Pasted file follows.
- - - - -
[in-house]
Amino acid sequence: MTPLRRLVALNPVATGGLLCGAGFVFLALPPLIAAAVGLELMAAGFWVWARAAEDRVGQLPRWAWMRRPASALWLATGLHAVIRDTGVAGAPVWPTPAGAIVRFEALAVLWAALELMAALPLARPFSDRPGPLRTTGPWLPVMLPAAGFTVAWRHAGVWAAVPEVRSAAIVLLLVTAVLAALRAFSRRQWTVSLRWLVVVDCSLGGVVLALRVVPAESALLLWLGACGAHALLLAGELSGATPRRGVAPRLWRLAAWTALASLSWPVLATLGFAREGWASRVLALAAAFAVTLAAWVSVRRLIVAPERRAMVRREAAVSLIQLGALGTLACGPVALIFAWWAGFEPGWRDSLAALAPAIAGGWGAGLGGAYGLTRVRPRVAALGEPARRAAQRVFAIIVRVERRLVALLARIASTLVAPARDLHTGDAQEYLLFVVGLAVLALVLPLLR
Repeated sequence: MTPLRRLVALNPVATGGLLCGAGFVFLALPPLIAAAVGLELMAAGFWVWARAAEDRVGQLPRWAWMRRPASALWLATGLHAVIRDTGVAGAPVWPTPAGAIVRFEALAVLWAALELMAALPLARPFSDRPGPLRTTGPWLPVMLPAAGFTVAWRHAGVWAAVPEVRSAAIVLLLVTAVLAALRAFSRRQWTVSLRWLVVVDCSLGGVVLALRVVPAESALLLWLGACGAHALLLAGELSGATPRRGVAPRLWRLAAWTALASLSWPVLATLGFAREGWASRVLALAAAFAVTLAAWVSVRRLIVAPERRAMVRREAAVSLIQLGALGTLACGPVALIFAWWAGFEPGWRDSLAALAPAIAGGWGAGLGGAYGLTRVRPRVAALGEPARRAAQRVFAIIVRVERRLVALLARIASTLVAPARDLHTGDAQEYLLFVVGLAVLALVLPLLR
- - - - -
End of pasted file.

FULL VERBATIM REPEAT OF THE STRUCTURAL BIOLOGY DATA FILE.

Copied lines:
[in-house]
Amino acid sequence: MTPLRRLVALNPVATGGLLCGAGFVFLALPPLIAAAVGLELMAAGFWVWARAAEDRVGQLPRWAWMRRPASALWLATGLHAVIRDTGVAGAPVWPTPAGAIVRFEALAVLWAALELMAALPLARPFSDRPGPLRTTGPWLPVMLPAAGFTVAWRHAGVWAAVPEVRSAAIVLLLVTAVLAALRAFSRRQWTVSLRWLVVVDCSLGGVVLALRVVPAESALLLWLGACGAHALLLAGELSGATPRRGVAPRLWRLAAWTALASLSWPVLATLGFAREGWASRVLALAAAFAVTLAAWVSVRRLIVAPERRAMVRREAAVSLIQLGALGTLACGPVALIFAWWAGFEPGWRDSLAALAPAIAGGWGAGLGGAYGLTRVRPRVAALGEPARRAAQRVFAIIVRVERRLVALLARIASTLVAPARDLHTGDAQEYLLFVVGLAVLALVLPLLR
Repeated sequence: MTPLRRLVALNPVATGGLLCGAGFVFLALPPLIAAAVGLELMAAGFWVWARAAEDRVGQLPRWAWMRRPASALWLATGLHAVIRDTGVAGAPVWPTPAGAIVRFEALAVLWAALELMAALPLARPFSDRPGPLRTTGPWLPVMLPAAGFTVAWRHAGVWAAVPEVRSAAIVLLLVTAVLAALRAFSRRQWTVSLRWLVVVDCSLGGVVLALRVVPAESALLLWLGACGAHALLLAGELSGATPRRGVAPRLWRLAAWTALASLSWPVLATLGFAREGWASRVLALAAAFAVTLAAWVSVRRLIVAPERRAMVRREAAVSLIQLGALGTLACGPVALIFAWWAGFEPGWRDSLAALAPAIAGGWGAGLGGAYGLTRVRPRVAALGEPARRAAQRVFAIIVRVERRLVALLARIASTLVAPARDLHTGDAQEYLLFVVGLAVLALVLPLLR